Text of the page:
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The student news site of Centennial High School - Frisco, Texas

Cen10 News

The student news site of Centennial High School - Frisco, Texas

Cen10 News

Centennial’s ASL Club And How You Can Support the Deaf Community

Darren Hu
A poster of the ASL club’s first meeting of the year being held in AA hall.

FRISCO, Texas- The gift of hearing, a privilege many take for granted, something that some may never fully experience.


A significant number of people worldwide are affected by loss of hearing, from partial to full-on hearing loss. ASL is one of the ways these people can stay connected to society. 


ASL stands for American Sign Language, a language consisting of hand signals conjoined together to form words and sentences, used by many across the US as well as in some other countries.


In an article published by the US National Institutes of Health, they estimated that in the US roughly 10,0000 people were hard of hearing, and nearly 1,000,000 people are functionally deaf.


Here at Centennial, the ASL club is supporting people in these communities by providing a space for students to learn ASL and they inform students on how to support the deaf community.


Junior Emily Kelly, President of the ASL club, Sophomore Alexander Fair, Vice President, and Senior Caylee Jackson, another Vice President of the club, took over the ASL club this school year.


“ASL Club was founded in 2022, by two seniors who are now freshmen in college. I decided to continue the organization to teach people about deaf culture,” Kelly said.


The club was formed with one goal in mind.


“It was formed to help spread deaf culture and deaf awareness, spread knowledge about ASL, and open up opportunities for people who aren’t in the class to learn about the language,” Kelly said.


There are 1.5 billion people around the world who have hearing loss according to the WHO (World Health Organization), which is roughly 20% of the global population.


Fair described her motivations for joining the ASL club.


“Last year I took ASL 1 and I thought it was really interesting to learn about deaf culture and learn about all the different signs,” Fair said.


Besides being an interesting language used by many with hearing impairment to communicate with each other and their non-hearing-impaired counterparts, it’s also important for forming connections with people who wouldn’t be heard by others.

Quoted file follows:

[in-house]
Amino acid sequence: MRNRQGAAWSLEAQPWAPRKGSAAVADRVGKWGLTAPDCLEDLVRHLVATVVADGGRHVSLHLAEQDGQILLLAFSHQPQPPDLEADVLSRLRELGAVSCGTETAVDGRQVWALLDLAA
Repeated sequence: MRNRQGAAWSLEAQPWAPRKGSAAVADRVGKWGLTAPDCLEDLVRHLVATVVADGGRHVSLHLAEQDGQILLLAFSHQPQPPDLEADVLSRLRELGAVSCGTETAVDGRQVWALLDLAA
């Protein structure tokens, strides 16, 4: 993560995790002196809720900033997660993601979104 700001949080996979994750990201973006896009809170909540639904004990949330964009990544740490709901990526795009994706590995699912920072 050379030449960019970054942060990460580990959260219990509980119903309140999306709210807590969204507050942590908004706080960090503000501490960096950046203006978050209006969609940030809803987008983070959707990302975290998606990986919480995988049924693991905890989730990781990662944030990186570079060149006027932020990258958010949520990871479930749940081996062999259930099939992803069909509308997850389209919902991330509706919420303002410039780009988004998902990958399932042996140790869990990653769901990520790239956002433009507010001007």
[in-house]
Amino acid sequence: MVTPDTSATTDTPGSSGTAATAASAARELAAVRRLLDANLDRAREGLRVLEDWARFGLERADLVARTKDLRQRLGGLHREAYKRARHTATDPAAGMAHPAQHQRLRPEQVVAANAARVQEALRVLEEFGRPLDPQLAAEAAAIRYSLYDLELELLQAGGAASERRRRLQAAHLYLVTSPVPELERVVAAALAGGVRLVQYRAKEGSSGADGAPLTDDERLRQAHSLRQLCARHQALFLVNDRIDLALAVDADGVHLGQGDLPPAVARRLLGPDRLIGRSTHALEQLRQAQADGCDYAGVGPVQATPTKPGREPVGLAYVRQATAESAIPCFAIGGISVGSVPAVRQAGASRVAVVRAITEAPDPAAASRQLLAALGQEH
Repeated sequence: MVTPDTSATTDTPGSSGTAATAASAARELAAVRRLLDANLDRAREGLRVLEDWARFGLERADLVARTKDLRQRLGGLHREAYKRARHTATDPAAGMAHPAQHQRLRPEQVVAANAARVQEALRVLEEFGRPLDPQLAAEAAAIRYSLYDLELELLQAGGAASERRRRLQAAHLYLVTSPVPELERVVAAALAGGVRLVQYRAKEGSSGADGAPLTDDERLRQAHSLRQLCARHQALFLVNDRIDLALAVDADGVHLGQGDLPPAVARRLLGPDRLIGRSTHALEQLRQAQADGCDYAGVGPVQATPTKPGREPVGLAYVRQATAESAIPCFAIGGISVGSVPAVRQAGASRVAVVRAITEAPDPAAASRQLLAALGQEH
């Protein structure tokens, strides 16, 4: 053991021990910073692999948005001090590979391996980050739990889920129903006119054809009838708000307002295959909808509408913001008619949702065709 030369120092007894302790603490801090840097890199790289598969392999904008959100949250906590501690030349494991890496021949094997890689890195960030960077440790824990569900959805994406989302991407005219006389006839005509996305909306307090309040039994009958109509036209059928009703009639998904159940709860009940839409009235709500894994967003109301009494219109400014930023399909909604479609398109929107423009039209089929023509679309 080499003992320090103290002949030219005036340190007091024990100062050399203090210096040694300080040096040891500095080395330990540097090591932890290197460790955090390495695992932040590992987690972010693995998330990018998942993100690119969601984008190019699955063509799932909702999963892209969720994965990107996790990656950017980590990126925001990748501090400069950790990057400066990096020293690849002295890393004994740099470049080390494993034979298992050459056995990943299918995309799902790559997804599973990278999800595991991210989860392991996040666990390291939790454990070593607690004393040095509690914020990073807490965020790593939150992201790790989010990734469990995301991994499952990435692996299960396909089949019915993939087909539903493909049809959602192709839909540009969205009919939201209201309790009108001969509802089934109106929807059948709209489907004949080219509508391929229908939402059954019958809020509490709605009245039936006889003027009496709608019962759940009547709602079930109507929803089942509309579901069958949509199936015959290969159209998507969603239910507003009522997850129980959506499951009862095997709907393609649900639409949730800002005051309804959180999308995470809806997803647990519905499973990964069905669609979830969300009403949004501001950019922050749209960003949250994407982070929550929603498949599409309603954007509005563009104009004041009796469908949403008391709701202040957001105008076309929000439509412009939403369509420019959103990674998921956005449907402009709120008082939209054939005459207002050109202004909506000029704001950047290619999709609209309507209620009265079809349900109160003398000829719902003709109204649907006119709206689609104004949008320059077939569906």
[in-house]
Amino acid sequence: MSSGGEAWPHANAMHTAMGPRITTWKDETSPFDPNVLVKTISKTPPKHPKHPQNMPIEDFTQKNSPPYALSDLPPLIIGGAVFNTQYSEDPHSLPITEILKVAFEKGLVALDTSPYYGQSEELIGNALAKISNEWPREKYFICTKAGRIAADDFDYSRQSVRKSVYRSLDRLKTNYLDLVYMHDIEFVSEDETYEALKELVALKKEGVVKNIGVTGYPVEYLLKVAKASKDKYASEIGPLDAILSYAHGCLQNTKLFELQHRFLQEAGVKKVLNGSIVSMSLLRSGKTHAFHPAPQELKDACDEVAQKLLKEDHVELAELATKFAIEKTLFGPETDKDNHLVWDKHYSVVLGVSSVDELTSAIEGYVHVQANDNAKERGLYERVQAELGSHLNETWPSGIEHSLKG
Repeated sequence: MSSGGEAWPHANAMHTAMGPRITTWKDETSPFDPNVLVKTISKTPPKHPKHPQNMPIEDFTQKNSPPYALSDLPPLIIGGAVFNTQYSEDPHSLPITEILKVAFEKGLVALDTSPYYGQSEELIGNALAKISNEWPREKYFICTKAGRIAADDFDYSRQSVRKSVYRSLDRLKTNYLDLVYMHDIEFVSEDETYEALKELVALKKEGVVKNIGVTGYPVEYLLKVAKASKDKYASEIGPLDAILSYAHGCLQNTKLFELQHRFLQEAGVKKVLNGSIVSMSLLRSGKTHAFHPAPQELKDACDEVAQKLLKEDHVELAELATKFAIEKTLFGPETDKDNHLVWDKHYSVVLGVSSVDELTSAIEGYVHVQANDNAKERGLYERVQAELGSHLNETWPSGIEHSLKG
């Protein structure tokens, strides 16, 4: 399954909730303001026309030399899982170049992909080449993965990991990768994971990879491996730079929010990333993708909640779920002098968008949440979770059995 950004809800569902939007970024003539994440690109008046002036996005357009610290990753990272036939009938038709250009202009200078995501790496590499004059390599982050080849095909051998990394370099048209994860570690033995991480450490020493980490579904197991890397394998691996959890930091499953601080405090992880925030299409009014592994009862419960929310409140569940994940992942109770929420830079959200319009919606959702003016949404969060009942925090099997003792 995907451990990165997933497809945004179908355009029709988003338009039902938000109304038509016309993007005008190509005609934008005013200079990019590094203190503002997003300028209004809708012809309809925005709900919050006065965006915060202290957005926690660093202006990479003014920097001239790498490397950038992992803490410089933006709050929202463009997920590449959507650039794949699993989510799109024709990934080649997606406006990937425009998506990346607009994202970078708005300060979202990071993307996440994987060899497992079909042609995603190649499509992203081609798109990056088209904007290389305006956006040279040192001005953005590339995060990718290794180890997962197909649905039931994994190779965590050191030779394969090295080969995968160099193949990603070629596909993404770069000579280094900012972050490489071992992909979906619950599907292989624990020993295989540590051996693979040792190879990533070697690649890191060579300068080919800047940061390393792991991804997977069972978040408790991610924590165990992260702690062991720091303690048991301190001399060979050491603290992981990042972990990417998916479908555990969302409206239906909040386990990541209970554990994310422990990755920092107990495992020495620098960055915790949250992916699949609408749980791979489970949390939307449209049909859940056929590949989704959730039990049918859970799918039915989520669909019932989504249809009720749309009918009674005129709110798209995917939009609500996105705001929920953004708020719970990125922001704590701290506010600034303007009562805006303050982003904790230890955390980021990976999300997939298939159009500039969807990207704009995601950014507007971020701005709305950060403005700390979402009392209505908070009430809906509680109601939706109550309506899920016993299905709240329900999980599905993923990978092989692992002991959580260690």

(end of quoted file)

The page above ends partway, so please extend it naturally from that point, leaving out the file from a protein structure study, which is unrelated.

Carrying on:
“ASL is a language that’s used a lot, there are a lot of people around that need someone to sign with,” Fair said.


People thinking of going into professions where a foreign language is required can also benefit massively from learning ASL.


“It’s a worldwide language, it benefits language learners who go into a field where they need to know another language and gives the added benefit of being able to communicate with those in the deaf community as well,” Kelly said.


Not only is the ASL club a place to learn, but it’s also a place that’s big on community.


“The best part about the ASL club is the community we’re building, the activities, and the positive environment that we want to create, “adding, “We want to create a club not too big on schedules where you can come and go freely,” Kelly said.


If you’re interested in learning ASL, more about the deaf community, or how you can support the deaf community, be sure to join the ASL club for their first meeting during advisory, on October 31, 2023, in AA 200. If you have any questions, comments or concerns, you can reach out to the club sponsor Mrs. Gillespy, or one of the club officers (Emily Kelly, Alexander Fair, and Caylee Jackson).

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About the Contributor
Darren Hu
Darren Hu, Reporter
Hello! I'm Darren, a current junior this year, and it's my first year with the Titan Times. In my free time, I enjoy reading, writing, drawing, and listening to music. You can find me around the school involved in Orchestra, DECA, NHS, French Club, and BPA.